A malodorous invasive bug has gone from a worry to a certifiable nuisance for some Northwest farmers and gardeners. The name of this insect is a mouthful: the brown marmorated stink bug.

Researchers say the population really seems to have taken off this year. With the approach of winter, these stink bugs are leaving the fields and may just crawl into your home.

"A little bit like sweaty socks"

SEATTLE -- The state agency that's leading the cleanup of Puget Sound has released its latest annual report on the health of Puget Sound.

Last year Puget Sound Partnership referred to the Sound as a patient in “critical condition.” This year things don’t look much better.

BELLINGHAM, Wash. -- The polar regions of the world have long been a source of awe and wonder.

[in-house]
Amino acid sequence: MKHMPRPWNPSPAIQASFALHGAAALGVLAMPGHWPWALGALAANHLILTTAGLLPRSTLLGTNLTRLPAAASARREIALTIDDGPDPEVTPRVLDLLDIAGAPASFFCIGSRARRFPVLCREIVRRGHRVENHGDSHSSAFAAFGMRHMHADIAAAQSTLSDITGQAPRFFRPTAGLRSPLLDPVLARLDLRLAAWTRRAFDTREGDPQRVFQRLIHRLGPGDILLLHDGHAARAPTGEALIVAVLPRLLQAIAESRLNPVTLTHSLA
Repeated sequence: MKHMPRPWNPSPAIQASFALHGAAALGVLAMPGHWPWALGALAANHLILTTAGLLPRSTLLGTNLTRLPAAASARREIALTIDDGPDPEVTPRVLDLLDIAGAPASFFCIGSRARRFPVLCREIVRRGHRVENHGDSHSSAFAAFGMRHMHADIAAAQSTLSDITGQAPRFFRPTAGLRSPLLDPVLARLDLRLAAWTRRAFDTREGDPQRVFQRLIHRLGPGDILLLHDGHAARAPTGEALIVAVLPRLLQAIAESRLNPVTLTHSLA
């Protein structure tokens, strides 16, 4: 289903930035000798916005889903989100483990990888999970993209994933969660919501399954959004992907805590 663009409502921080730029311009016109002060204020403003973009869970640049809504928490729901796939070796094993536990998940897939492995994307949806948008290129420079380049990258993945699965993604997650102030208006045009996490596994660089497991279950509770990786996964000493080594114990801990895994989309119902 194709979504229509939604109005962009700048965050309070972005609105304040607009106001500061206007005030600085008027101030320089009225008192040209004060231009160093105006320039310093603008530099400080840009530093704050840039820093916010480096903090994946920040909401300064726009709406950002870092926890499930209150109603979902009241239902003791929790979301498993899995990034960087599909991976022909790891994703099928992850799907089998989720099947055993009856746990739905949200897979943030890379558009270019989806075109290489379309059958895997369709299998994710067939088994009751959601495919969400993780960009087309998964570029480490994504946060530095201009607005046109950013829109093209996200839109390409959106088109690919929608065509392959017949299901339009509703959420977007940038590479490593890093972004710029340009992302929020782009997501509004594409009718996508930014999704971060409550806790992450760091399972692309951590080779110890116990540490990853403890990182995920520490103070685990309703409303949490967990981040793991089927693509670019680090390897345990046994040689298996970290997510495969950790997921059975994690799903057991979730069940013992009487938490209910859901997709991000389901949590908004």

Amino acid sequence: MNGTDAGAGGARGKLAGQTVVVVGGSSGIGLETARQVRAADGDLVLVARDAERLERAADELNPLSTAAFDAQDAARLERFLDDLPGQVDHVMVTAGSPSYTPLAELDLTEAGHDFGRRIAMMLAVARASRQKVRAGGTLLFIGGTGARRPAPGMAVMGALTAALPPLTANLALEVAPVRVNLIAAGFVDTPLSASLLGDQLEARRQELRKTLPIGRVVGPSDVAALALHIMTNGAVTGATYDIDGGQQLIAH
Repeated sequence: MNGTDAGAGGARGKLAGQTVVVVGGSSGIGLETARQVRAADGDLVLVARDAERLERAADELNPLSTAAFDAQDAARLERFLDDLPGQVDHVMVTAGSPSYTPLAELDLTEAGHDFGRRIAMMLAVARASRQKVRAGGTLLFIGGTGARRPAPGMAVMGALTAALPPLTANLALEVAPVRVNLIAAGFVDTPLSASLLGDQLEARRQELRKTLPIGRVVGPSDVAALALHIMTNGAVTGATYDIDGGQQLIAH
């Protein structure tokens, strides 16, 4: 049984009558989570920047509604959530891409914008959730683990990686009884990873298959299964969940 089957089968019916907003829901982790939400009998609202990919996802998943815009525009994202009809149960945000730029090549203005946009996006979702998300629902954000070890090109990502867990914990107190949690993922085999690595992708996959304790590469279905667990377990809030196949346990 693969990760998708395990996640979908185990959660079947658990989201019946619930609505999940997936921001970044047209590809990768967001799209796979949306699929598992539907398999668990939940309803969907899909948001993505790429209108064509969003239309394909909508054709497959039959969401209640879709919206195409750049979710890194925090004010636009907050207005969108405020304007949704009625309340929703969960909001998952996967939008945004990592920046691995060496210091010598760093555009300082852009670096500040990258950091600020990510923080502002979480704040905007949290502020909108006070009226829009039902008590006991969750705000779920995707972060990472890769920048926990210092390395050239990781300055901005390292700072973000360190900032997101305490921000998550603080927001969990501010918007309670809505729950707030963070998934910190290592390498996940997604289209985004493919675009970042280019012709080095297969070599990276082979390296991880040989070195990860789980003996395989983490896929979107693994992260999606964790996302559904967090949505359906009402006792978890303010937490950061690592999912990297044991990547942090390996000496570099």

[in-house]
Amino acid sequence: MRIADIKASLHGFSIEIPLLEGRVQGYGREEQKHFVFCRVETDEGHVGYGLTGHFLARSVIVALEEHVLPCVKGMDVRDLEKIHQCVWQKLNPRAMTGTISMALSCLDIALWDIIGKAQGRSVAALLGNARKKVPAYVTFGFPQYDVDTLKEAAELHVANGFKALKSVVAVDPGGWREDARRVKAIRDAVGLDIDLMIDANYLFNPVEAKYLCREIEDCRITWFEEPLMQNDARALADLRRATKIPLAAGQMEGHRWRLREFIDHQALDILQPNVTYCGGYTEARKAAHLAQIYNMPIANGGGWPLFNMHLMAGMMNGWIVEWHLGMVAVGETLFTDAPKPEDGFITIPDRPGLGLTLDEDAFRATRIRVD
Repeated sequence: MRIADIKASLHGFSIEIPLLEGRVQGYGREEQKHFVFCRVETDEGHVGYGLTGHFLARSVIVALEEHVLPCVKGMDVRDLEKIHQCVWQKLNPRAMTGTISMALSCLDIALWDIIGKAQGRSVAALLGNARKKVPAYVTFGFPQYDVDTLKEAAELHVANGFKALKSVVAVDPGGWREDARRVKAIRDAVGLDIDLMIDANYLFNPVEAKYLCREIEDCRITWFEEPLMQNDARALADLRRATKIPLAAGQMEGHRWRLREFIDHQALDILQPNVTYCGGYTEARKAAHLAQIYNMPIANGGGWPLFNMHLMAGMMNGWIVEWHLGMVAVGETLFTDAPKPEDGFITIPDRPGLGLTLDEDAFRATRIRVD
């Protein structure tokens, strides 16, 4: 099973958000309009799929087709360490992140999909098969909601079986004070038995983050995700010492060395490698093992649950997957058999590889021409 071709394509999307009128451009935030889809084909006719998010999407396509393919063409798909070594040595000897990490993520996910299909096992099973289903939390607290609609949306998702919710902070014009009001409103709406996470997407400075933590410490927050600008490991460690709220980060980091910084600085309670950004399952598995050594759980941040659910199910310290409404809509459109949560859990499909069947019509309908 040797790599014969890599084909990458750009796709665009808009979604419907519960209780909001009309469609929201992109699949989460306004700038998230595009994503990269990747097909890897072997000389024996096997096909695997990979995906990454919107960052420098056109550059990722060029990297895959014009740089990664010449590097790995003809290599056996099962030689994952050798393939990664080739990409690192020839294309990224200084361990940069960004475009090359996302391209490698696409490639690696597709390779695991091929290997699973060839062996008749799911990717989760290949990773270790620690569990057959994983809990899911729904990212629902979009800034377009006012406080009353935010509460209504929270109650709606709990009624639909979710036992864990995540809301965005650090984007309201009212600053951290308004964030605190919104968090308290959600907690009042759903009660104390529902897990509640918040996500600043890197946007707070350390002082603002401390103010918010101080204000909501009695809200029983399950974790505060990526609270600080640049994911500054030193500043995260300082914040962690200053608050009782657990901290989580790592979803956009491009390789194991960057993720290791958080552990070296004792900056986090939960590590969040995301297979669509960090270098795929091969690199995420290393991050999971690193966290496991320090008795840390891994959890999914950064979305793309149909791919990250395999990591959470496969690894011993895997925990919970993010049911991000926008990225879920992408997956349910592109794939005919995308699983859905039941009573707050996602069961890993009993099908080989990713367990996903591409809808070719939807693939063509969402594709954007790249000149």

But that inspiration often comes second hand. Most of us won’t see these places up close with our own eyes.

Instead we rely on photographers, filmmakers, painters and writers who journey to far flung frozen lands to capture their extreme nature and raw beauty.

First 'Farm To School' Census

Oct 30, 2013

As October winds down, so does this year’s National Farm To School Month. In 2010 Congress passed the resolution formally recognizing the annual celebration.

The USDA describes the ‘movement’ on their website:

Wildlife biologists fitted a pair of young wolves from the Umatilla River pack with GPS collars after the animals were inadvertently trapped Oct. 26 in a forested area east of Weston.

The pups, born in April, were on private land when caught in separate foot-hold traps by a licensed trapper who intended to trap coyotes, according to the Oregon Department of Fish & Wildlife. Spokeswoman Michelle Dennehy said the trapper followed regulations and immediately reported the situation to the U.S. Fish and Wildlife Service.

A dried-out 3-mile-stretch of creek in central Washington will soon swell again with water. It’s part of a project near Ellensburg to pipe irrigation water from the Yakima River to keep water in the creek for salmon and steelhead.